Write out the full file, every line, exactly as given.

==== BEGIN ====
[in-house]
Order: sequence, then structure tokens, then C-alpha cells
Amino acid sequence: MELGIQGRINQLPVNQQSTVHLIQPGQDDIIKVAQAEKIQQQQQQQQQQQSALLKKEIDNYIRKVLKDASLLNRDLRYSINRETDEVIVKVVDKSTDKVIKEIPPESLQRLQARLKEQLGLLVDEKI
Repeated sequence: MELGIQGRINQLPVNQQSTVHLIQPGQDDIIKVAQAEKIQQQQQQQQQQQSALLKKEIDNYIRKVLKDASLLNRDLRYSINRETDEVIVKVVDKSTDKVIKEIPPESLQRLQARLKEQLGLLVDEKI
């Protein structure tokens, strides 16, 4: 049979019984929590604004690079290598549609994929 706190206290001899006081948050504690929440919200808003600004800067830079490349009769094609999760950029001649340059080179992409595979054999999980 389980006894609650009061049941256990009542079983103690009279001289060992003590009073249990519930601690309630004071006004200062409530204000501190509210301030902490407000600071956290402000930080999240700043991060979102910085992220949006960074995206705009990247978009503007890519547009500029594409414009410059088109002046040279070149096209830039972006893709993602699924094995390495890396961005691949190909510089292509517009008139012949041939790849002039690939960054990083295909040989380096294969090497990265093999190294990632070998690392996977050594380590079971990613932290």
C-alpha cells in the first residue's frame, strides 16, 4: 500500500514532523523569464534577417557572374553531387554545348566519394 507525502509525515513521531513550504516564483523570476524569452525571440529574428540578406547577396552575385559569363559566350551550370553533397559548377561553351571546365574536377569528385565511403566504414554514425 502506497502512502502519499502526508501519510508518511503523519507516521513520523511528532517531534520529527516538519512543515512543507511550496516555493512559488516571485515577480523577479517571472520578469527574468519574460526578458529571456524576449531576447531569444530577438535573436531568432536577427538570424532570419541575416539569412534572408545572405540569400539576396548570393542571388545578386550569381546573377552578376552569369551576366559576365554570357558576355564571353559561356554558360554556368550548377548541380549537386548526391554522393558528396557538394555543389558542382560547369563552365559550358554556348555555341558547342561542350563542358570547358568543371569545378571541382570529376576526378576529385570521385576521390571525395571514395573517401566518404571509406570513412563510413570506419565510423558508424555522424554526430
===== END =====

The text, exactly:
[in-house]
Order: sequence, then structure tokens, then C-alpha cells
Amino acid sequence: MELGIQGRINQLPVNQQSTVHLIQPGQDDIIKVAQAEKIQQQQQQQQQQQSALLKKEIDNYIRKVLKDASLLNRDLRYSINRETDEVIVKVVDKSTDKVIKEIPPESLQRLQARLKEQLGLLVDEKI
Repeated sequence: MELGIQGRINQLPVNQQSTVHLIQPGQDDIIKVAQAEKIQQQQQQQQQQQSALLKKEIDNYIRKVLKDASLLNRDLRYSINRETDEVIVKVVDKSTDKVIKEIPPESLQRLQARLKEQLGLLVDEKI
């Protein structure tokens, strides 16, 4: 049979019984929590604004690079290598549609994929 706190206290001899006081948050504690929440919200808003600004800067830079490349009769094609999760950029001649340059080179992409595979054999999980 389980006894609650009061049941256990009542079983103690009279001289060992003590009073249990519930601690309630004071006004200062409530204000501190509210301030902490407000600071956290402000930080999240700043991060979102910085992220949006960074995206705009990247978009503007890519547009500029594409414009410059088109002046040279070149096209830039972006893709993602699924094995390495890396961005691949190909510089292509517009008139012949041939790849002039690939960054990083295909040989380096294969090497990265093999190294990632070998690392996977050594380590079971990613932290």
C-alpha cells in the first residue's frame, strides 16, 4: 500500500514532523523569464534577417557572374553531387554545348566519394 507525502509525515513521531513550504516564483523570476524569452525571440529574428540578406547577396552575385559569363559566350551550370553533397559548377561553351571546365574536377569528385565511403566504414554514425 502506497502512502502519499502526508501519510508518511503523519507516521513520523511528532517531534520529527516538519512543515512543507511550496516555493512559488516571485515577480523577479517571472520578469527574468519574460526578458529571456524576449531576447531569444530577438535573436531568432536577427538570424532570419541575416539569412534572408545572405540569400539576396548570393542571388545578386550569381546573377552578376552569369551576366559576365554570357558576355564571353559561356554558360554556368550548377548541380549537386548526391554522393558528396557538394555543389558542382560547369563552365559550358554556348555555341558547342561542350563542358570547358568543371569545378571541382570529376576526378576529385570521385576521390571525395571514395573517401566518404571509406570513412563510413570506419565510423558508424555522424554526430